There were smiles, handshakes, hugs and photos as Sarah Sanders, the outgoing White House press secretary, hung out on Monday night with colleagues and journalists at a happy hour in a D.C. steakhouse. Amid all the bonhomie, the Erik Wemple Blog attempted to sneak in some business questions for the woman who pretty much ended the tradition of daily White House press briefings.
Here’s the back-and-forth:
ERIK WEMPLE BLOG: Sarah, hi — Erik Wemple [Blog] with The Post. How’s it going?
SARAH SANDERS: Good, are you recording?
ERIK WEMPLE BLOG: Yes.
ERIK WEMPLE BLOG: Are you helping out with choosing your successor?
SANDERS: Hey, Erik, I’m just here to visit. I’m not going to do [inaudible].
ERIK WEMPLE BLOG: Do you feel you were honest with the media?
SANDERS: Hey, Erik, I just don’t think this is the appropriate venue, but I appreciate you being here tonight.
With that, Sanders shifted to other folks huddled around her as she sipped a clear beverage from a wineglass. The event was well attended with journalists from Fox News, The Post, Reuters, Newsmax, Politico and others. The announcement that reporters would be meeting up for farewell drinks with Sanders touched off a storm of protest and snark on social media last week, premised on the idea that it was unseemly for journalists to meet socially with an official who had executed and enabled President Trump’s authoritarian attacks on the media. Plus, she lied or dissembled frequently from the lectern.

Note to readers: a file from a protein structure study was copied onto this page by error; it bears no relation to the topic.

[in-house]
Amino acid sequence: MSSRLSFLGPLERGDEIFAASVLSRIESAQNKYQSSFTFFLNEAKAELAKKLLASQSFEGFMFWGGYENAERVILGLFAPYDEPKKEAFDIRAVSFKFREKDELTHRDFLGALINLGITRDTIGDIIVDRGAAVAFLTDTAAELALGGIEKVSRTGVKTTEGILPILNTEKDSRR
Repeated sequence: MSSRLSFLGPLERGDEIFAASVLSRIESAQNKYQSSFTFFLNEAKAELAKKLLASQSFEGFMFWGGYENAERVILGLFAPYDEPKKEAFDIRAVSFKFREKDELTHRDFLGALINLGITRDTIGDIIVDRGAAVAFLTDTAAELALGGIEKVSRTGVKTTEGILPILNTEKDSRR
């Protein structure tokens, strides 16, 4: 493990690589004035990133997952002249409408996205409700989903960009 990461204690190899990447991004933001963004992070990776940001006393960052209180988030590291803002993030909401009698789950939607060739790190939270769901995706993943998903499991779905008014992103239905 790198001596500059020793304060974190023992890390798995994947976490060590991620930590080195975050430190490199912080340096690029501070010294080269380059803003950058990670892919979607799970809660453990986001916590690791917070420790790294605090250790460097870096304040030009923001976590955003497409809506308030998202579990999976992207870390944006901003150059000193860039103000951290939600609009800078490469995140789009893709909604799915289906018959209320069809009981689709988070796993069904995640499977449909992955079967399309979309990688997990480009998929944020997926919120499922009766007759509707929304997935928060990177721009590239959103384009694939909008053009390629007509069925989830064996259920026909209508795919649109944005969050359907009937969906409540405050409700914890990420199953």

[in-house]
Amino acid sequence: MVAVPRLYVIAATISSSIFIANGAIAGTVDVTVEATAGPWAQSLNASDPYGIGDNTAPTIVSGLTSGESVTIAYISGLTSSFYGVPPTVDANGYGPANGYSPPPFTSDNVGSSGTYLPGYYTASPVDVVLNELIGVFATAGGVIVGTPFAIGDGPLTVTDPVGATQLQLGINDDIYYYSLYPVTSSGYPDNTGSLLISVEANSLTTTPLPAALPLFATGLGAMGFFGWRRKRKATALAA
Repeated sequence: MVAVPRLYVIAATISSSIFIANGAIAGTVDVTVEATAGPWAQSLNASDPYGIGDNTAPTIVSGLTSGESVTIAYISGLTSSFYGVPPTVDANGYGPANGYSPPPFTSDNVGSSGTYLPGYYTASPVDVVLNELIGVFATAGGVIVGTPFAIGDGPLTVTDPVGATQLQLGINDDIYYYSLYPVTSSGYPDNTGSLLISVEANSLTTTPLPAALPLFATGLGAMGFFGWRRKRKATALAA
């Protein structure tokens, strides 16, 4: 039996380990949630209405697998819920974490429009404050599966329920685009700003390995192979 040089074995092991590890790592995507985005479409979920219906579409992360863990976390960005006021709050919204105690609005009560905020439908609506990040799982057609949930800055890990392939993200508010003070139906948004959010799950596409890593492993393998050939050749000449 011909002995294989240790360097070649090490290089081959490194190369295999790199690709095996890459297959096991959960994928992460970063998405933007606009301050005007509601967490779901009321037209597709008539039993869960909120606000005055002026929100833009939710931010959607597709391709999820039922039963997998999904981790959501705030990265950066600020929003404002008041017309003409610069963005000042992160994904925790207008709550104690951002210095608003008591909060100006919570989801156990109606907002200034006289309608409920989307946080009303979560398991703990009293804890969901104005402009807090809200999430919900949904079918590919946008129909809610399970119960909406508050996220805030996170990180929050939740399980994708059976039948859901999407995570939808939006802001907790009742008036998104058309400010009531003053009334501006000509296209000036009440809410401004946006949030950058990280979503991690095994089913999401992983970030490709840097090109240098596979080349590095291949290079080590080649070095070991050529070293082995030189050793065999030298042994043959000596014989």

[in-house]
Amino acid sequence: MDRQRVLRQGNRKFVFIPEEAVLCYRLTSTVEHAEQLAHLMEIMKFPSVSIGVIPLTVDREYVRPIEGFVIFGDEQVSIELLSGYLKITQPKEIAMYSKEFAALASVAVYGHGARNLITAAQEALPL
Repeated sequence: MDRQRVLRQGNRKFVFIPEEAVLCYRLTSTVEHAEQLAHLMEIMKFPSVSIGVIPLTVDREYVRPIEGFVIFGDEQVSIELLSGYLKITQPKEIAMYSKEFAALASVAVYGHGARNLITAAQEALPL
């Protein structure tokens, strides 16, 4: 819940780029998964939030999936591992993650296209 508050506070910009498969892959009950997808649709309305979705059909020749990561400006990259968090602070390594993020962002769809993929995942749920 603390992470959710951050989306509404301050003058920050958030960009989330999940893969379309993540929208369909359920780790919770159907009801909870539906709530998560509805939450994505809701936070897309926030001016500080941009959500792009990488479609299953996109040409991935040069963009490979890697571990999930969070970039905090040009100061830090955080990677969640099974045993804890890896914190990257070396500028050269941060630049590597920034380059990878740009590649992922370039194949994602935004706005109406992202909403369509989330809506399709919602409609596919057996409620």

There was even some noise about happy-hour shaming the attendees:
The Erik Wemple Blog encountered no such camera crew outside of the event.
Anita Kumar, a Politico White House correspondent who helped put together the farewell drinks, told the Erik Wemple Blog, “I’m actually really happy with the turnout — it’s huge." She added: “And it taught me two things: One, we did the right thing, the thing that we always knew was right that I kind of second-guessed for a minute with all the criticism, which is, we’re meeting with the people that we cover. And it’s important — you have to talk to the people you cover. That’s it.”
As this blog wrote last week, journalists joining sources for drinks is a foundational element of beat reporting. Better to judge their published record than their choice of happy-hour attendees. In the meantime, the Erik Wemple Blog has asked Sanders if she can come up with a more “appropriate venue” for our questions.